That night I hit my breaking point when we went to the video room to watch the evening discourse. Up until now this had been a sort of reprieve because someone besides the voice in my head was talking and perhaps more importantly because we could lean against the wall during the video and mercifully rest our aching backs. On night five each of our cushions contained a note. “Please do no lean on the walls.” I cracked.
If you attend all the sittings it adds up to eleven hours a day of cushion time, broken into one- to two-hour-long sessions. Again, this is where a little research into this practice would have served me well. I vaguely knew about the three, hour–long no moving sessions, of course I didn’t think the no moving part was so literal, but I guess somewhere I pictured a pool and peaceful jungle walks filling the hours between blissful meditation hours. Ahh there’s that active imagination that seems to be the root of all my woes…. Instead if you aren’t in the hall or eating, you are in your room with NOTHING to distract you. No books, no writing materials, nothing to clean or fold or prepare, just you.
Day six I embraced my habit of ignoring the morning wakeup bells and the first mediation of the day. This early morning sitting can be done in the meditation hall or ‘at our own place’. My own place was prone and behind closed eyelids. I woke up that day hopeful, bordering on happy. My first of the three strict meditations –the ones where we cannot flinch- went really well, it was peaceful and only mildly excruciating. We were released at 9am to practice in our residences so I resumed my prone, eyes closed meditation.
As the day wore on, I continued to feel relatively good, we aren’t talking bliss here but rather the absence of the mental trauma that had been plaguing me up till now. Goenka reminded us that three main things cause misery: craving, aversion and ignorance. I have been actively working on the education and fear parts these last few months, but craving… well that is proving to be a doosy. I craved for Colorado, friends, the new/old realty I had manifested in my mind so clearly these last several days.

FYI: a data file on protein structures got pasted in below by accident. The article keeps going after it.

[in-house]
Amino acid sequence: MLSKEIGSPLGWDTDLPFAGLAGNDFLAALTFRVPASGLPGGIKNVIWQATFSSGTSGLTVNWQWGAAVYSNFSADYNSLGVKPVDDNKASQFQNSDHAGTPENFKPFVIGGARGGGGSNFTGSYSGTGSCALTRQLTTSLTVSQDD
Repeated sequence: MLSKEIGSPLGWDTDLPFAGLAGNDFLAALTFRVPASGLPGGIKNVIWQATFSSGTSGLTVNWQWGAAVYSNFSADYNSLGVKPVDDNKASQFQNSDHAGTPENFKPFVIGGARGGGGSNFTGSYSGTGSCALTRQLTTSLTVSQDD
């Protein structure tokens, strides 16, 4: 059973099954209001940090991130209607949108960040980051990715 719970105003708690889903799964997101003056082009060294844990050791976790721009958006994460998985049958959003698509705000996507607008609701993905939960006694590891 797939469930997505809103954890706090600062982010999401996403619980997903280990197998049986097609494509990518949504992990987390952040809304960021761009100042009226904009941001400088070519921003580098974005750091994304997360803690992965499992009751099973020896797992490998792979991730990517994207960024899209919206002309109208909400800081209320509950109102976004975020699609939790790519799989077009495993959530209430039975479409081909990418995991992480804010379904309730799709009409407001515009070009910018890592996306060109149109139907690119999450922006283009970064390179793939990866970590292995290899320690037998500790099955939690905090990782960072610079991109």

Goenka says to be stronger than your thoughts. But it feels SO good to live in my cravings, to remember every minute detail of what once seemed so mundane - which cupboard the coffee mugs were in, how flannel sheets feel on a cold winter nights, how it is to not have to bring your own toilet paper to the bathroom with you.
But I get it, I see how dwelling and craving create misery, I understand the goal here. Nonetheless, I am weak and try as I might I’d say 10:45 of those eleven hours are spent with both hands reaching for the stars.
Our mind is our own worst enemy. It’s rational enough to know what is best, but rooted so deeply in old habit patterns that harm while seeming to comfort, that too often it leads us towards things that are inherently bad for us.
It went on like this for the remainder of the course, small ups, deep crushing downs. Day nine was in fact the lowest point for me. Day ten was a good day, but then again that was prisoner release day so who knows how much stock to put into that.
It will take me a few weeks to process the affects of this course fully. Ask me in a month if I would do it again and likely I will say yes, but today as I ride the bus back to Bangkok, back to a real bed, back to western toilets and plentiful TP, back to real food after noon and cold beer, I feel grateful for the opportunity, grateful to the Dhamma servers who volunteer their time so that craving weaklings like me can experience this, and grateful that through yoga I had already learned many of the lessons of Vipassana, so even if I deviate from this specific path to liberation, I have the tools to lead the kind of life I want to already.